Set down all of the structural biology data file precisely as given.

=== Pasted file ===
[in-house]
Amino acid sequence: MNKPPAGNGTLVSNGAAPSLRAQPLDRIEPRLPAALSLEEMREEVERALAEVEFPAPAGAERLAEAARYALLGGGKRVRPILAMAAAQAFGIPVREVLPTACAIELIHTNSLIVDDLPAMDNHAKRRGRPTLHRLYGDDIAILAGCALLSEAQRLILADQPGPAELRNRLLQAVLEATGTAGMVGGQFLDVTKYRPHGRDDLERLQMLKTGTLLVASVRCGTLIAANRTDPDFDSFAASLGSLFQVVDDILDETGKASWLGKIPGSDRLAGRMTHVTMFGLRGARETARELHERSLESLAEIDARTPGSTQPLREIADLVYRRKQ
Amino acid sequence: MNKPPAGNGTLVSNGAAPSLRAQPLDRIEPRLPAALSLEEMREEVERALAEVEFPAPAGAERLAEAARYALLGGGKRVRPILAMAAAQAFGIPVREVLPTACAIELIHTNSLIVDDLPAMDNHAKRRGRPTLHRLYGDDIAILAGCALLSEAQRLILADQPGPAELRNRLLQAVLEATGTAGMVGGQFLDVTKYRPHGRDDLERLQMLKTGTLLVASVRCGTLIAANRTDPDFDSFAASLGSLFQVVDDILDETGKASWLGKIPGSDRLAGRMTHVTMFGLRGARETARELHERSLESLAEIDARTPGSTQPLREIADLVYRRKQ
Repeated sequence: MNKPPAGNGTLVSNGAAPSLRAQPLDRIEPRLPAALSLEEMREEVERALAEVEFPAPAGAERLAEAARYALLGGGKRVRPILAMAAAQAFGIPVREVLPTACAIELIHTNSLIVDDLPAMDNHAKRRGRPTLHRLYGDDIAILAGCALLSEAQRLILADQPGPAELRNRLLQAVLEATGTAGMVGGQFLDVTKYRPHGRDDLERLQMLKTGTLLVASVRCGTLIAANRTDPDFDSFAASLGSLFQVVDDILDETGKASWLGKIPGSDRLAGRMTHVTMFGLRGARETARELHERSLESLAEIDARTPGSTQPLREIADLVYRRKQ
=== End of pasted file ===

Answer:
[in-house]
Amino acid sequence: MNKPPAGNGTLVSNGAAPSLRAQPLDRIEPRLPAALSLEEMREEVERALAEVEFPAPAGAERLAEAARYALLGGGKRVRPILAMAAAQAFGIPVREVLPTACAIELIHTNSLIVDDLPAMDNHAKRRGRPTLHRLYGDDIAILAGCALLSEAQRLILADQPGPAELRNRLLQAVLEATGTAGMVGGQFLDVTKYRPHGRDDLERLQMLKTGTLLVASVRCGTLIAANRTDPDFDSFAASLGSLFQVVDDILDETGKASWLGKIPGSDRLAGRMTHVTMFGLRGARETARELHERSLESLAEIDARTPGSTQPLREIADLVYRRKQ
Amino acid sequence: MNKPPAGNGTLVSNGAAPSLRAQPLDRIEPRLPAALSLEEMREEVERALAEVEFPAPAGAERLAEAARYALLGGGKRVRPILAMAAAQAFGIPVREVLPTACAIELIHTNSLIVDDLPAMDNHAKRRGRPTLHRLYGDDIAILAGCALLSEAQRLILADQPGPAELRNRLLQAVLEATGTAGMVGGQFLDVTKYRPHGRDDLERLQMLKTGTLLVASVRCGTLIAANRTDPDFDSFAASLGSLFQVVDDILDETGKASWLGKIPGSDRLAGRMTHVTMFGLRGARETARELHERSLESLAEIDARTPGSTQPLREIADLVYRRKQ
Repeated sequence: MNKPPAGNGTLVSNGAAPSLRAQPLDRIEPRLPAALSLEEMREEVERALAEVEFPAPAGAERLAEAARYALLGGGKRVRPILAMAAAQAFGIPVREVLPTACAIELIHTNSLIVDDLPAMDNHAKRRGRPTLHRLYGDDIAILAGCALLSEAQRLILADQPGPAELRNRLLQAVLEATGTAGMVGGQFLDVTKYRPHGRDDLERLQMLKTGTLLVASVRCGTLIAANRTDPDFDSFAASLGSLFQVVDDILDETGKASWLGKIPGSDRLAGRMTHVTMFGLRGARETARELHERSLESLAEIDARTPGSTQPLREIADLVYRRKQ